Retired baby boomers have become a driving force in propping up the economy, while exporters are struggling due to the European sovereign debt crisis and the strong yen.
Consumers over the gae of 50 are now key customers for the convenience store industry, whose sales have exceeded year-earlier levels since October. In May, sales rose 6 percent from a year earlier to 792 billion yen ($9.9 billion).
According to Lawson Inc., people aged 50 or older accounted for 35 percent of customers in fiscal 2011, up from about 20 percent several years ago.
Its stores offer a range of vegetables and other fresh products to attract seniors.
Rival Seven-Eleven Japan Inc. also targets elderly people with free home-deliveries for purchases worth at least 500 yen.
The company said July 2 it will begin using electric vehicles for the service from August.
“A growing number of people feel that they cannot freely go a long way for shopping,” President Ryuichi Isaka said.
According to Dai-ichi Life Research Institute, the nation’s baby-boomers, now in their mid-60s and with ample time to spare, have become big spenders.
At JTB Corp., overseas travel bookings between April and June rose 30 percent from a year earlier, with the number of customers 65 or older increasing 50 percent.
“Personal consumption has rebounded from last year when people refrained from traveling after the earthquake,” Chairman Takashi Sasaki said.
In the Bank of Japan’s quarterly business confidence survey for June, released on July 2, the diffusion index for large nonmanufacturers rose to 8, the highest level in four years. It was a fourth consecutive improvement.
The index is calculated by subtracting the percentage of companies reporting unfavorable business conditions from the percentage of companies reporting favorable business conditions.
The diffusion index for large manufacturers was minus 1. The index stayed below zero for three consecutive quarters, although it improved for the first time in three quarters. A negative reading means pessimists outnumber optimists.
The diffusion index for large electronics manufacturers was minus 14.
Masaru Kato, Sony Corp.’s chief financial officer, singled out the turmoil in the European economy and the yen’s appreciation against the euro as primary concerns.
“The yen has stayed at ultra-strong levels for a long time. It is having an extremely strong impact,” Kato told the company’s shareholders meeting on June 27.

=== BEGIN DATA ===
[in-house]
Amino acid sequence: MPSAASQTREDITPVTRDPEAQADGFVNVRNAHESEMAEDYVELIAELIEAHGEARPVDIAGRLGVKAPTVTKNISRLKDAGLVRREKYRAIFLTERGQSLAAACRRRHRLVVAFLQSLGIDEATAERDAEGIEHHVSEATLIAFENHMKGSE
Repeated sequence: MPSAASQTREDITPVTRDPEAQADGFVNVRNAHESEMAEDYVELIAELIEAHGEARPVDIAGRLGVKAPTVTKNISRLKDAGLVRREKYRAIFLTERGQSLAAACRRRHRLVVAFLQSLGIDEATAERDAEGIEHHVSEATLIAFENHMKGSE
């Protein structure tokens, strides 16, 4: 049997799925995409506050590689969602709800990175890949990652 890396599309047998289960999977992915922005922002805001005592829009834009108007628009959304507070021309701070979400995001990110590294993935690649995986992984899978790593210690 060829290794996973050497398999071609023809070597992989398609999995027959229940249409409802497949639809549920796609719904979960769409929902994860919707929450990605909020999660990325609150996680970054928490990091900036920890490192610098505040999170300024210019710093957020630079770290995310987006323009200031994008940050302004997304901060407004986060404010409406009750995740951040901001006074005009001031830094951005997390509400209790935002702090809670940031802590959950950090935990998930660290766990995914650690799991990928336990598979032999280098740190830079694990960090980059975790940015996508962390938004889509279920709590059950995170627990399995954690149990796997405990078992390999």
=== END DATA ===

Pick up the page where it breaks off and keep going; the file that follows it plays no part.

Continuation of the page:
Sony will lose 6 billion yen in annual operating profits if the yen strengthens by 1 yen from its projected exchange rate of 105 yen against the euro.
The yen hit 95.59 yen against the euro in early June, its strongest level in more than 11 years.
Hiroyuki Sasa, president of Olympus Corp., told a news conference on July 2 that the company will review manufacturing operations to cope with the strong yen.
One step will be to move much of the production of optical microscopes, its mainstay product, to China.
Olympus’ annual operating profits will decline by 400 million yen for every 1-yen appreciation against the dollar and by 600 million yen for every 1-yen appreciation against the euro.
In May, the value of machine tool orders, a leading indicator of the economy, fell 3 percent from a year earlier to 104.8 billion yen, led by a fall in orders for the European market.
“I wonder how far the credit insecurity in Europe will spread,” said Motohiko Yokoyama, chairman of the Japan Machine Tool Builders’ Association. “I pray it does not affect demand in Asia.”
Exports from other Asian countries to the United States and Europe have already shown signs of slowing.
The domestic economy has been supported by demand for reconstruction following last year's Great East Japan Earthquake, such as increased public works projects in disaster-hit areas. But the one-off reconstruction demand is expected to peak as early as autumn.
Subsidies for the purchase of environmentally friendly vehicles have been another stimulus. But the program will expire as early as August because more than 200 billion yen out of the budgeted 300 billion yen has been paid out.
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